To resolve the uncertainty surrounding the relationship between sperm metabolism and density, we conducted a comparative analysis. We estimated how sperm metabolism covaries with density among and within species and gained insight into the drivers of these patterns. Our analysis included 198 measures of sperm metabolism from 49 species across five phyla, encompassing a wide range of sperm concentrations (∼6 orders of magnitude). We categorized species into endotherms and ectotherms to account for the effect of thermoregulation on sperm metabolism because thermoregulation is a strong predictor of metabolic rate more generally (Glazier, 2010). We also categorized diluents as either carbohydrate-free or carbohydrate-containing media to explore the effect of resources on density-dependent metabolism. We estimated the covariance between aerobic metabolism and sperm density (including either thermoregulation or diluent type) using a linear-mixed model framework. Our estimate of metabolism focused solely on aerobic metabolism, as it was the most commonly reported metric, but we acknowledge that aerobic and anaerobic metabolism are highly interdependent metabolic processes (Ruiz-Pesini et al., 2007). Lastly, we assessed the degree of misestimation when it was assumed that sperm metabolism was independent of density.

Comparative analysis of sperm metabolism

Protocol, registration and reporting

We followed the PRISMA (Preferred Reporting Items for Systematic reviews & Meta-Analyses; Moher et al., 2016; O'Dea et al., 2021) approach to help build our database (PRISMA Checklist; Table S2), but we used more traditional comparative analyses to test our hypothesis – a hybrid between a meta-analysis and a comparative analysis. This hybrid approach allows us to use the formality of meta-analytic search techniques but also use standard metabolic scaling approach for the analysis (see Supplementary Materials and Methods, Data extraction and effect size). This is a standard technique that has been used previously (Barneche et al., 2018; Marshall et al., 2020; Pettersen et al., 2019) but it means that we cannot include all of the steps of a formal meta-analysis.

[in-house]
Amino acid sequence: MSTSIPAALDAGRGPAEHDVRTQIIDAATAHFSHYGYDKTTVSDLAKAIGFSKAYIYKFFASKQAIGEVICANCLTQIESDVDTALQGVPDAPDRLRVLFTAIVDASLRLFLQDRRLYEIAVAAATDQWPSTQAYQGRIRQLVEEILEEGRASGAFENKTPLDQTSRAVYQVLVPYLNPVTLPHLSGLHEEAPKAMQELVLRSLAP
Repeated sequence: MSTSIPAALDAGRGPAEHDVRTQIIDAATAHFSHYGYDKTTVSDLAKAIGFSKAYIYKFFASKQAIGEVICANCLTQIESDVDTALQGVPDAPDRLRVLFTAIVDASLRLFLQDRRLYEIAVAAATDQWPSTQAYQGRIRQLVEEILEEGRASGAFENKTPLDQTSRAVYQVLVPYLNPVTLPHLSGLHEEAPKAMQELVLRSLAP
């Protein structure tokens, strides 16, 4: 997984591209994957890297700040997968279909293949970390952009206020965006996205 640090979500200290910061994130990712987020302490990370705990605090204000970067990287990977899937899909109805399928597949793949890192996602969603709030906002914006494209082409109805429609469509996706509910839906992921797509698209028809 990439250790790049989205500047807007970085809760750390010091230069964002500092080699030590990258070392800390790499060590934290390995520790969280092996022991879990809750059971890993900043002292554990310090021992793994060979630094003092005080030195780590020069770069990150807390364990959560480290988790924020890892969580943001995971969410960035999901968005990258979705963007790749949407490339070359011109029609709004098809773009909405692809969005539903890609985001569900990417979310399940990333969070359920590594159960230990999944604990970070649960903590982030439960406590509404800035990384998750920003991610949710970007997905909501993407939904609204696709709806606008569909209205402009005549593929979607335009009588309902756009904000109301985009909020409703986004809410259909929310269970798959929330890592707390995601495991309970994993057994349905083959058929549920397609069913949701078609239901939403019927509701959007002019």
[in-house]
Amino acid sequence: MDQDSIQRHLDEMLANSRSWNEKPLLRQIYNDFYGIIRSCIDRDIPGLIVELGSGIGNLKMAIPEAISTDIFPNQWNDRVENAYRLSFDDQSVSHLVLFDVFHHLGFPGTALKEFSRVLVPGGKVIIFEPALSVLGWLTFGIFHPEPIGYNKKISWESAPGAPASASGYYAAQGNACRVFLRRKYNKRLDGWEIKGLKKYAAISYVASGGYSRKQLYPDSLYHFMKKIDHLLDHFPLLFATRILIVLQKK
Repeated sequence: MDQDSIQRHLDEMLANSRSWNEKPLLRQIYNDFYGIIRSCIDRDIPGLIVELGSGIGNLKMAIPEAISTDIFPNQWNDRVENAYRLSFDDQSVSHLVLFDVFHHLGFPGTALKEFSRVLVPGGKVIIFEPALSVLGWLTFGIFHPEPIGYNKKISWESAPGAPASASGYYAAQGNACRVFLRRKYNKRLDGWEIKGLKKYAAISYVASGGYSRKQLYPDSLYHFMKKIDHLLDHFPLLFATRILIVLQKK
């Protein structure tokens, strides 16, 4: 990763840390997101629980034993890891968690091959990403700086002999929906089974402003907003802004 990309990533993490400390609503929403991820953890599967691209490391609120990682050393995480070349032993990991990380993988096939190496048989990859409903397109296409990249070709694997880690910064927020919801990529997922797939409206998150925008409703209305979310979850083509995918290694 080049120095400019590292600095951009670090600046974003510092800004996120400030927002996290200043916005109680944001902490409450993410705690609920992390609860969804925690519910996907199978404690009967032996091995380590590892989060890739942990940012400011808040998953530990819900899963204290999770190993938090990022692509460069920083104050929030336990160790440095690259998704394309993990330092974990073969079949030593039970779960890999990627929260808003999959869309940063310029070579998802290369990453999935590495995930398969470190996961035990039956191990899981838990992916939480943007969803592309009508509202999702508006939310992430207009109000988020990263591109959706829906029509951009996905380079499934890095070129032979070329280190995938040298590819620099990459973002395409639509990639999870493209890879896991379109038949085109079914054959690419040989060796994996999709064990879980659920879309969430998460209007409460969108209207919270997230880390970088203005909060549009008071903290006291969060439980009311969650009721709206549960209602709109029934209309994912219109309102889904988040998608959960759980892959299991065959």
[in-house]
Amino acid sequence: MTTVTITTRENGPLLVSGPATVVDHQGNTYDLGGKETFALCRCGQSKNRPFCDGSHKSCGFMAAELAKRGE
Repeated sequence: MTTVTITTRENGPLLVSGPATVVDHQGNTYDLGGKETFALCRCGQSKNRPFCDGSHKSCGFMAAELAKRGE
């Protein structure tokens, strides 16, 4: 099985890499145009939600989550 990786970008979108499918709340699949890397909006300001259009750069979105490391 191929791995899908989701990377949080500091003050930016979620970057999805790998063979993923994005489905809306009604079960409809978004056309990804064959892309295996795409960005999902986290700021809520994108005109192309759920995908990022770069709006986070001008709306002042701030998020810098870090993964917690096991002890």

Literature searches and study selection

We aimed to collect a comprehensive dataset using published and unpublished data to understand the relationship between sperm metabolism and sperm density across species. Studies were collected from ISI Web of Science (http://www.webofknowledge.com/WOS) and Google Scholar (https://scholar.google.com/) from 2019 to 2023. We used specific search strings based on the database (see Supplementary Materials and Methods). Studies cited within searched studies were also included in our dataset if they met the criteria. Our search strategy involved: (1) inputting the search terms into our information sources; (2) assessing titles for relevance; (3) if relevant, downloading the title, author and abstract and uploading to Rayyan QCRI (Ouzzani et al., 2016); (4) reading the abstract for relevance [(a) in title: includes sperm OR spermatozoa OR gametes AND some form of activity, energy use OR sperm quality and (b) in abstract: includes sperm OR spermatozoa OR gametes AND metabolism, respiration, oxygen consumption rate, mitochondrial respiration, energy use, sperm quality OR sperm activity]; (5) reviewing the entire paper for relevance based on criteria (Table S3); and (6) extracting the data. If the studies did not meet the criteria presented in Table S3, they were excluded from the dataset. For further information on eligibility criteria, see Supplementary Materials and Methods (Eligibility criteria) and Fig. S1. Although we attempted to collect all relevant data on sperm metabolism, we recognize that some important metabolic parameters [i.e. FAD, NAD(P)H, ATP production] and studies (e.g. Massino et al., 2021) could not be included. We used oxygen consumption rate as our measure of metabolism because it is the most widely used metabolic parameter for measuring metabolism and allowed us to include the greatest number of species and studies, increasing the reliability and generality of our findings. Overall, our dataset included 198 observations of aerobic metabolism from 88 studies conducted from 1950 to 2022, including 49 species (21 endotherms and 28 ectotherms).